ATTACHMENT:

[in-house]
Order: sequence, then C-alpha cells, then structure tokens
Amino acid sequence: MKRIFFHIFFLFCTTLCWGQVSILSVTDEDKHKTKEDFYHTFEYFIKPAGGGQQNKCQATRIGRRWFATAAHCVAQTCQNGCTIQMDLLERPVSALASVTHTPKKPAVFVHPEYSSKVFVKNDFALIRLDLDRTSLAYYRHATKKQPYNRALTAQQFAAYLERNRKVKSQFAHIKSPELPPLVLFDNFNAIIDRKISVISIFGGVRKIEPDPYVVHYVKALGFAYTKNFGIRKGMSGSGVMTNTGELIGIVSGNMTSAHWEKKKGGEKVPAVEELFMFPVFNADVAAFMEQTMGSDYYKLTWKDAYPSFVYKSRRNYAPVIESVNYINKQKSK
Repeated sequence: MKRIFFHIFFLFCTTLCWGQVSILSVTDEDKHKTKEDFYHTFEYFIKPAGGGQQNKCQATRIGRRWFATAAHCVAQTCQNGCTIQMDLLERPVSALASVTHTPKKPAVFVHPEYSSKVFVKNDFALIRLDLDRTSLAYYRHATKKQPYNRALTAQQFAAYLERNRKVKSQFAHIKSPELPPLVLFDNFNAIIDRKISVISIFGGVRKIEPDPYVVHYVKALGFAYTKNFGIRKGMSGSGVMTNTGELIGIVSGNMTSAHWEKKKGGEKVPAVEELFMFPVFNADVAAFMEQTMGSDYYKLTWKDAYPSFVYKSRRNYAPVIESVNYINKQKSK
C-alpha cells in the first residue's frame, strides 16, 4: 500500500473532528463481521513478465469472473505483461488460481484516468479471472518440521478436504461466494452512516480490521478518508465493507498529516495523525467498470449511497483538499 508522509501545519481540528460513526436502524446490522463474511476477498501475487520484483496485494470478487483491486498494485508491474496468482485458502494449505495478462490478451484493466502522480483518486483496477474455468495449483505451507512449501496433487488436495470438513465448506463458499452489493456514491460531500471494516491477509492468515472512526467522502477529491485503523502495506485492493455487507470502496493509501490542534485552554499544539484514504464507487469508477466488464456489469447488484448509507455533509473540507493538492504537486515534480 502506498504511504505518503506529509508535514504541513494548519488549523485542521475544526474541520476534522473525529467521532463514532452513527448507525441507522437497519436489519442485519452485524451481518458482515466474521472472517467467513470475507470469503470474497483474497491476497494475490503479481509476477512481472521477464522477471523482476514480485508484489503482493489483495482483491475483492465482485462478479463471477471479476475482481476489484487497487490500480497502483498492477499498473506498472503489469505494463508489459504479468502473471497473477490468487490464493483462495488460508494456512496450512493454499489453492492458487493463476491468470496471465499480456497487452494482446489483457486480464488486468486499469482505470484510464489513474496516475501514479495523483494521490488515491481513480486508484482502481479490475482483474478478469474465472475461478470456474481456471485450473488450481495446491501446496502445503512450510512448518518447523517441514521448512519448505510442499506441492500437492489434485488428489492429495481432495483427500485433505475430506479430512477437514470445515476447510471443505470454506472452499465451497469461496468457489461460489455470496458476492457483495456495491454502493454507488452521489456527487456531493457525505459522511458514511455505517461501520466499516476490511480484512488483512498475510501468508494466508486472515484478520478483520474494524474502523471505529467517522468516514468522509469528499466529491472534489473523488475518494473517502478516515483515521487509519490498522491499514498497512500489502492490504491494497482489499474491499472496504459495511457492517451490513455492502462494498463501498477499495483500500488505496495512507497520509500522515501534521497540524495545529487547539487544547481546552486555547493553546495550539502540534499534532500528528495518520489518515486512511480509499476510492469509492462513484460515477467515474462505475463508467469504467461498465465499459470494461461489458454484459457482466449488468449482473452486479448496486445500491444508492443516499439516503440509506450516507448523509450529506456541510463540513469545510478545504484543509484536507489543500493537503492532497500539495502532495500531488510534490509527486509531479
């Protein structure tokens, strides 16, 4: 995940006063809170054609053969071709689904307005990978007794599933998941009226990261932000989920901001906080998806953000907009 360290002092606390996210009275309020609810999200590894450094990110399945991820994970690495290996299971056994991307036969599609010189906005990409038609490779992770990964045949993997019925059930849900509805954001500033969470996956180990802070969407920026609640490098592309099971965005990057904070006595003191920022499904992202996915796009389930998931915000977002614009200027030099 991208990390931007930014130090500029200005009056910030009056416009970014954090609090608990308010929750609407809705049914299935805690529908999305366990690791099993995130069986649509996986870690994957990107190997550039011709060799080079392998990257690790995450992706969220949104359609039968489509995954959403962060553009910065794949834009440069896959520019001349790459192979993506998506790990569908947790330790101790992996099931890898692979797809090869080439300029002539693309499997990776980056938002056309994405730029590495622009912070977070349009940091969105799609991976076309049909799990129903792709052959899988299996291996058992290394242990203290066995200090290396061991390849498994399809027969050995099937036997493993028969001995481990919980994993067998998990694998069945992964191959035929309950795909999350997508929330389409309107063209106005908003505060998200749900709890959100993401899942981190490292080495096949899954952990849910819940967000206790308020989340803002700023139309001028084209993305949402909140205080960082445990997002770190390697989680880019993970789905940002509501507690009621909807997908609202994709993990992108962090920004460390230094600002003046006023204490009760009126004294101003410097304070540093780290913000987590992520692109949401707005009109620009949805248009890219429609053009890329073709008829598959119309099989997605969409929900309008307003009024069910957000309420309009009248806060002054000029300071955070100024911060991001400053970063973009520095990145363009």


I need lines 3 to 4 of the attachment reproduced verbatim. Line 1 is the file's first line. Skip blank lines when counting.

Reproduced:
Amino acid sequence: MKRIFFHIFFLFCTTLCWGQVSILSVTDEDKHKTKEDFYHTFEYFIKPAGGGQQNKCQATRIGRRWFATAAHCVAQTCQNGCTIQMDLLERPVSALASVTHTPKKPAVFVHPEYSSKVFVKNDFALIRLDLDRTSLAYYRHATKKQPYNRALTAQQFAAYLERNRKVKSQFAHIKSPELPPLVLFDNFNAIIDRKISVISIFGGVRKIEPDPYVVHYVKALGFAYTKNFGIRKGMSGSGVMTNTGELIGIVSGNMTSAHWEKKKGGEKVPAVEELFMFPVFNADVAAFMEQTMGSDYYKLTWKDAYPSFVYKSRRNYAPVIESVNYINKQKSK
Repeated sequence: MKRIFFHIFFLFCTTLCWGQVSILSVTDEDKHKTKEDFYHTFEYFIKPAGGGQQNKCQATRIGRRWFATAAHCVAQTCQNGCTIQMDLLERPVSALASVTHTPKKPAVFVHPEYSSKVFVKNDFALIRLDLDRTSLAYYRHATKKQPYNRALTAQQFAAYLERNRKVKSQFAHIKSPELPPLVLFDNFNAIIDRKISVISIFGGVRKIEPDPYVVHYVKALGFAYTKNFGIRKGMSGSGVMTNTGELIGIVSGNMTSAHWEKKKGGEKVPAVEELFMFPVFNADVAAFMEQTMGSDYYKLTWKDAYPSFVYKSRRNYAPVIESVNYINKQKSK